Where does the UK Rank in the global Urban Mobility Readiness Index?
The global pandemic changed everything about our day-to-day lives; while the idea of repeating enforced isolation may sound like a nightmare to many of us, the lockdown gave heavenly respite to the environment. Animals were spotted in areas usually deserted of wildlife, skies were clear blue and nature reclaimed the land. Due to the absence of air and road traffic, carbon dioxide emissions fell by more than 6% throughout the middle of 2020. As the global economy gradually recovers, noise pollution and greenhouse gas emissions bite back with a vengeance to levels higher than before the pandemic began. As city streets become more congested with cars, scooters, bikes and double-parked delivery vans hauling out online purchases, many public transit systems across the world have been left behind.
In response to this, the University of California, Berkeley and the Oliver Wyman Forum compiled the 2021 Urban Mobility Readiness Index , providing new initiatives and encouraging people to make sustainable transport choices. The Index ranks 60 major cities around the world on 57 key performance factors across five fundamental dimensions. Assessing cities’ readiness to deal with the concerns of urban mobility, factors include infrastructure, social effect, market attractiveness, system efficiency, and innovation. Additionally, a ‘Sustainability’ sub-index analyses a subset of 16 KPIs to determine how cities invest in their own sustainable urban mobility.
At the top of the list is Stockholm. Ranked first overall largely due to its significant reliance on public transportation and a sizeable market share of electric vehicles. With factors such as public transport expansion, road safety, service reliability and support of emerging technologies such as electric and autonomous vehicles (EVs), nations around the globe could learn a lot from Sweden’s forward-thinking approach. In the UK, London ranks seventh overall, with the UK capital scoring particularly high on the Index in terms of infrastructure and innovation. UK Cities are active in their commitment to successfully steer away from our traditional reliance on cars to more sustainable modes of transport, we must be willing to experiment with new ideas.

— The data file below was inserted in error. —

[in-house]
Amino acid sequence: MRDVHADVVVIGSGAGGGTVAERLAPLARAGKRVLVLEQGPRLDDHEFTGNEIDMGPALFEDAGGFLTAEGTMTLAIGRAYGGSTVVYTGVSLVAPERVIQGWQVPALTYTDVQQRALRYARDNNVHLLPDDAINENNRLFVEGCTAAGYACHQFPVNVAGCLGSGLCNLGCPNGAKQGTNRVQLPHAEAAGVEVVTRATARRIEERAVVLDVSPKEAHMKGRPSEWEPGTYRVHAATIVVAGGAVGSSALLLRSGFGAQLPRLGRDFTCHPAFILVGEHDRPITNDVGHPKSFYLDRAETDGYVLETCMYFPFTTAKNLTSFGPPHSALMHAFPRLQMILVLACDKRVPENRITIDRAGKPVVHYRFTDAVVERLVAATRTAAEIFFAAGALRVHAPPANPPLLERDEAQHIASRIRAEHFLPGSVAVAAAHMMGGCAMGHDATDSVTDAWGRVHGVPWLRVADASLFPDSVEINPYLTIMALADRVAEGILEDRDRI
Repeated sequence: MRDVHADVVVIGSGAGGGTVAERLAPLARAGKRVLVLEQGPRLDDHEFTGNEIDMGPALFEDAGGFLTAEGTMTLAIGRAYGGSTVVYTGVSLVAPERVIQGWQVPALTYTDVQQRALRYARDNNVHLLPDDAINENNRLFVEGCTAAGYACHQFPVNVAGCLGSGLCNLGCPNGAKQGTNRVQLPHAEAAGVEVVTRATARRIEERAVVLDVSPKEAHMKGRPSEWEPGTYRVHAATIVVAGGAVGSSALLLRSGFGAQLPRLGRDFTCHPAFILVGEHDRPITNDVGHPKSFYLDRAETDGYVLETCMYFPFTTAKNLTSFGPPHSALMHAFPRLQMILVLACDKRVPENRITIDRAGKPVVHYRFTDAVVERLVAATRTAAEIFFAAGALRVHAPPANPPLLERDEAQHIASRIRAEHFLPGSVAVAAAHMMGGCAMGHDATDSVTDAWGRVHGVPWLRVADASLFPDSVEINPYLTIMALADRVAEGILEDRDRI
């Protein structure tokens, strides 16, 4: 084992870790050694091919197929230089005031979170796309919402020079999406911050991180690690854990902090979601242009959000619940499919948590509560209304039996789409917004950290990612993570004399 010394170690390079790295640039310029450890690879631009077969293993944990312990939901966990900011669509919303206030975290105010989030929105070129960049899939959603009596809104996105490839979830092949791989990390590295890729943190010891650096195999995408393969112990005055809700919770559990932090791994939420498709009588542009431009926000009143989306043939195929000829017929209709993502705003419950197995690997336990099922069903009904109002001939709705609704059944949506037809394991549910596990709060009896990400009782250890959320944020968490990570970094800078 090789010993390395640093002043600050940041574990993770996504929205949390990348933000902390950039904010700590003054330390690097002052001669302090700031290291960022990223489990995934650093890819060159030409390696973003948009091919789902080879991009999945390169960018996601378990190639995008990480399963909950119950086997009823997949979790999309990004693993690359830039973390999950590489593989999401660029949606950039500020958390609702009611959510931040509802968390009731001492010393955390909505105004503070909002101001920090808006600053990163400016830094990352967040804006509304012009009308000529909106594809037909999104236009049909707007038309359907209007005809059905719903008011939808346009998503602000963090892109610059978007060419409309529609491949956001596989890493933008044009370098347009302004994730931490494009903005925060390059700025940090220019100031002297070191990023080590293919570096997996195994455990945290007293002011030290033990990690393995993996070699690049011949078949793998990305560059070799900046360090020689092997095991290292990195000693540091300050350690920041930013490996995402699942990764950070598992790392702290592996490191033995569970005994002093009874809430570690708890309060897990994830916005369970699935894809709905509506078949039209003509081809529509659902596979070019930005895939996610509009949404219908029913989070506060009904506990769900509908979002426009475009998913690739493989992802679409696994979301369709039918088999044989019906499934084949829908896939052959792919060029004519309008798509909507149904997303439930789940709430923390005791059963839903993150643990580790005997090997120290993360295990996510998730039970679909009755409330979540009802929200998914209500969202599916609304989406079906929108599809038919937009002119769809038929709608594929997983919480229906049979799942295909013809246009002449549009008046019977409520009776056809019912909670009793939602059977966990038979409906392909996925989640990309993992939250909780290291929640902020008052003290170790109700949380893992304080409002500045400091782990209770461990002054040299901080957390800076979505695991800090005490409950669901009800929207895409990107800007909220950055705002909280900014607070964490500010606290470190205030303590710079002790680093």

In Spring 2021, Transport for West Midlands (TfWM) executed an initiative providing motorists with up to £3,000 in mobility credits in return for surrendering their car. From the £22 million government grant allocated to tackling pollution with on-demand buses, cycle hire, and driverless cars, £1 million has been made available directly to the public in the form of Mobility Credits. These credits are redeemable against public transport, taxis, bike share or a car-sharing service. Credits – loaded on a transport service prepaid travel card – can be used within a two year period. As well as paying for journeys, commuters can also purchase bicycles and accessories.
That’s an impressive and promising step in the right direction, but could be met with challenges where it is simply impractical to surrender your household car. If the infrastructure is in-place, the scheme has the scope to roll out nationwide. The Urban Mobility Readiness Index provides a guide to support cities across the globe as they emerge from the pandemic: politicians must choose whether to become leaders in sustainability or risk being left behind in the fight against climate change.